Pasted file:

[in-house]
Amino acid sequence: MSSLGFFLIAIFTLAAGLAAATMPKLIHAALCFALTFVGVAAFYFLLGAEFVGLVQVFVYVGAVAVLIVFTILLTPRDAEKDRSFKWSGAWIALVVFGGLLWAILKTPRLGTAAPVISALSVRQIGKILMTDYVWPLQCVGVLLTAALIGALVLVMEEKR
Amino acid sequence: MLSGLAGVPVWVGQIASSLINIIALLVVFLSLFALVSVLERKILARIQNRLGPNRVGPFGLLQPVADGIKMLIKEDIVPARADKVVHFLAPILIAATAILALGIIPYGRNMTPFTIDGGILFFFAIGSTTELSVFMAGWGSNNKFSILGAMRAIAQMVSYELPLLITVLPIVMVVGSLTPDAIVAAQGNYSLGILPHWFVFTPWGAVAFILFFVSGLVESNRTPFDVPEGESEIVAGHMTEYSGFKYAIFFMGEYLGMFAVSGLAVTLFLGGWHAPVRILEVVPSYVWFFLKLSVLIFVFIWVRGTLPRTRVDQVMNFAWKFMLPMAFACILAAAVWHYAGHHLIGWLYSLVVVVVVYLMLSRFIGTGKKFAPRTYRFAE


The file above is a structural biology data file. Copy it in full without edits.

[in-house]
Amino acid sequence: MSSLGFFLIAIFTLAAGLAAATMPKLIHAALCFALTFVGVAAFYFLLGAEFVGLVQVFVYVGAVAVLIVFTILLTPRDAEKDRSFKWSGAWIALVVFGGLLWAILKTPRLGTAAPVISALSVRQIGKILMTDYVWPLQCVGVLLTAALIGALVLVMEEKR
Amino acid sequence: MLSGLAGVPVWVGQIASSLINIIALLVVFLSLFALVSVLERKILARIQNRLGPNRVGPFGLLQPVADGIKMLIKEDIVPARADKVVHFLAPILIAATAILALGIIPYGRNMTPFTIDGGILFFFAIGSTTELSVFMAGWGSNNKFSILGAMRAIAQMVSYELPLLITVLPIVMVVGSLTPDAIVAAQGNYSLGILPHWFVFTPWGAVAFILFFVSGLVESNRTPFDVPEGESEIVAGHMTEYSGFKYAIFFMGEYLGMFAVSGLAVTLFLGGWHAPVRILEVVPSYVWFFLKLSVLIFVFIWVRGTLPRTRVDQVMNFAWKFMLPMAFACILAAAVWHYAGHHLIGWLYSLVVVVVVYLMLSRFIGTGKKFAPRTYRFAE